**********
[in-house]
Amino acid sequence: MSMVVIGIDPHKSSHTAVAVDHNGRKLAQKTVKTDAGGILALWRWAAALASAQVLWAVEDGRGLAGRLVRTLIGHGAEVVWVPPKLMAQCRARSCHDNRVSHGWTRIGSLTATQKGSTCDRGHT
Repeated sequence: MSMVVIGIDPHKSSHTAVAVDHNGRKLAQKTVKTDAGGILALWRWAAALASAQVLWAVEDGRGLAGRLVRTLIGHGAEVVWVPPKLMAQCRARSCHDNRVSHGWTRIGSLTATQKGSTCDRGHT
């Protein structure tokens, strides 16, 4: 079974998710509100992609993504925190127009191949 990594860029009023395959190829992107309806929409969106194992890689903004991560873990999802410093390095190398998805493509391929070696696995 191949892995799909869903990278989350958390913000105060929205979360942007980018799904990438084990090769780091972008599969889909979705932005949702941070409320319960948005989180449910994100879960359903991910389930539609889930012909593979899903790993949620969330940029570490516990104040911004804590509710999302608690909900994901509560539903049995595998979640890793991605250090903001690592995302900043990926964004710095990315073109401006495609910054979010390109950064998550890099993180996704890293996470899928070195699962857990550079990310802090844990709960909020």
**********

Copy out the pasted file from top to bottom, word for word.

[in-house]
Amino acid sequence: MSMVVIGIDPHKSSHTAVAVDHNGRKLAQKTVKTDAGGILALWRWAAALASAQVLWAVEDGRGLAGRLVRTLIGHGAEVVWVPPKLMAQCRARSCHDNRVSHGWTRIGSLTATQKGSTCDRGHT
Repeated sequence: MSMVVIGIDPHKSSHTAVAVDHNGRKLAQKTVKTDAGGILALWRWAAALASAQVLWAVEDGRGLAGRLVRTLIGHGAEVVWVPPKLMAQCRARSCHDNRVSHGWTRIGSLTATQKGSTCDRGHT
């Protein structure tokens, strides 16, 4: 079974998710509100992609993504925190127009191949 990594860029009023395959190829992107309806929409969106194992890689903004991560873990999802410093390095190398998805493509391929070696696995 191949892995799909869903990278989350958390913000105060929205979360942007980018799904990438084990090769780091972008599969889909979705932005949702941070409320319960948005989180449910994100879960359903991910389930539609889930012909593979899903790993949620969330940029570490516990104040911004804590509710999302608690909900994901509560539903049995595998979640890793991605250090903001690592995302900043990926964004710095990315073109401006495609910054979010390109950064998550890099993180996704890293996470899928070195699962857990550079990310802090844990709960909020």